Is there some goalpost that gave you a 10 minute gate? I feel like CI shouldn't imply speed as much as continuity, i.e. one automated process commit->test->deploy (not neccessarily one technical process>
CI is all about the quick feedback loop. The 10 minute target is a common one and for a very good reason - responding to failures.
One of the principles is that master should always be green. When something does go wrong it needs to be fixed fast. The sooner you learn about a failure the sooner you can react. If you react quickly enough you don't have as much as a context switch to fix the issue. Less time means that there will be less commits from others to a broken branch further muddying the waters.
Some people have automated tools that will automatically revert changes after a CI failure. There more old school practice (that we have where I work) is that after you push your don't leave your desk until you get the green alert, so any issues in master can be dealt with as soon as possible. If it took more than 10 minutes not many people would follow the practice 😁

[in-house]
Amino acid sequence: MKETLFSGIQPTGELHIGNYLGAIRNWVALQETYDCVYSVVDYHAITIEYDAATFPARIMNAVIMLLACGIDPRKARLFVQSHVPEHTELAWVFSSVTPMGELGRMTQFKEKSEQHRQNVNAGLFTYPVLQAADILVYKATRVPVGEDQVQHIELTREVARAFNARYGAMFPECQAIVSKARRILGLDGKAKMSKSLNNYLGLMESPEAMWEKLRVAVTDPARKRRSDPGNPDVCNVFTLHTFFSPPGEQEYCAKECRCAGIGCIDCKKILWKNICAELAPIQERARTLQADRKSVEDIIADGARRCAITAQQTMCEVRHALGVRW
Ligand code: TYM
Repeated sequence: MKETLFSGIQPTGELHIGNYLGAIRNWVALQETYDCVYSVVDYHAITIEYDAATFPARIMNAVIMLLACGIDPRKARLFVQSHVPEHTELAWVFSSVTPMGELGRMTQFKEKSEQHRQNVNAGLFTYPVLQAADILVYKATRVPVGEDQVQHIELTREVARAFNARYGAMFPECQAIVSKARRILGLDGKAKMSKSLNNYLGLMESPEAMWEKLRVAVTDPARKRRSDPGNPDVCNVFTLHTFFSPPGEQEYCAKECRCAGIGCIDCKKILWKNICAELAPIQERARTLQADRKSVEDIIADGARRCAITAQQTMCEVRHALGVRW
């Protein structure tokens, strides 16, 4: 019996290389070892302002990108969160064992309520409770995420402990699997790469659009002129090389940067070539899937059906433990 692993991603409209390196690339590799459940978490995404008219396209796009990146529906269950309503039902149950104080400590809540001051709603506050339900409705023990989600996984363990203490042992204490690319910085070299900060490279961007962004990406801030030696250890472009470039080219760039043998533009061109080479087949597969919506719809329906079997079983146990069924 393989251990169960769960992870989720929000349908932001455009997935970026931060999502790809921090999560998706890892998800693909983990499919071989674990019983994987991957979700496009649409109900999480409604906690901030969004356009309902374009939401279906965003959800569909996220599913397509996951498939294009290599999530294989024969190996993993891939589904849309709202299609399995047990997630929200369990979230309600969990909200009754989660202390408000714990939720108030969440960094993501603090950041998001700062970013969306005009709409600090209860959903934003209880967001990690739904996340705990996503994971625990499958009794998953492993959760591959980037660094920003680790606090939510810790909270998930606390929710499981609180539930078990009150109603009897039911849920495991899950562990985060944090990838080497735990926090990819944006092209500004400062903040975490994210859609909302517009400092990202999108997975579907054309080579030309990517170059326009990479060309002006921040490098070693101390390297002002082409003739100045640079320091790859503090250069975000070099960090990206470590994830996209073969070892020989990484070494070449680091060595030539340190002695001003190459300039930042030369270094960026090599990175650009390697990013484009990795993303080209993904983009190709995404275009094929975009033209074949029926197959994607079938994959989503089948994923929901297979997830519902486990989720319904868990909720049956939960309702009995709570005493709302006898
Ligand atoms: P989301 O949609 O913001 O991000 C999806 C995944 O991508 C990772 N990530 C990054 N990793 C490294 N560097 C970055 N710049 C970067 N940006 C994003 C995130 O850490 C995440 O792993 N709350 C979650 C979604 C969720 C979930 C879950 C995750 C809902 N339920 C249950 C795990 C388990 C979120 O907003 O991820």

Now don't get me wrong, a process that takes 30 minutes or an hour is better than no process at all. But there are real advantages to tightening that loop. Depending upon your solution and your environment it may not be worth the investment to do so. Having only have a handful of commiters is a lot different from dozens or hundreds.
I second this. I started to write a comment but you said it all :)
Thanks that makes a lot of sense! And clearly in this arena, as in most, faster is always better. Faster feedback==faster fixes. However I do think that a separation of cocerns here is warranted. A slower CI pipeline is still a CI pipeline, and I worry about including a speed goal as an implied meaning to a term that describes the functionality of a thing. It probably does stem from not having experience on a team that large though...
Our biggest Ruby on Rails app has 80k lines of test code, unit + integration => entire CI build takes 7mins. With automatic parallelization, of course. Otherwise it'd take an hour and a half.
Thanks for sharing the time without parallelization. I think a lot of teams and developers out there can benefit from hearing that.
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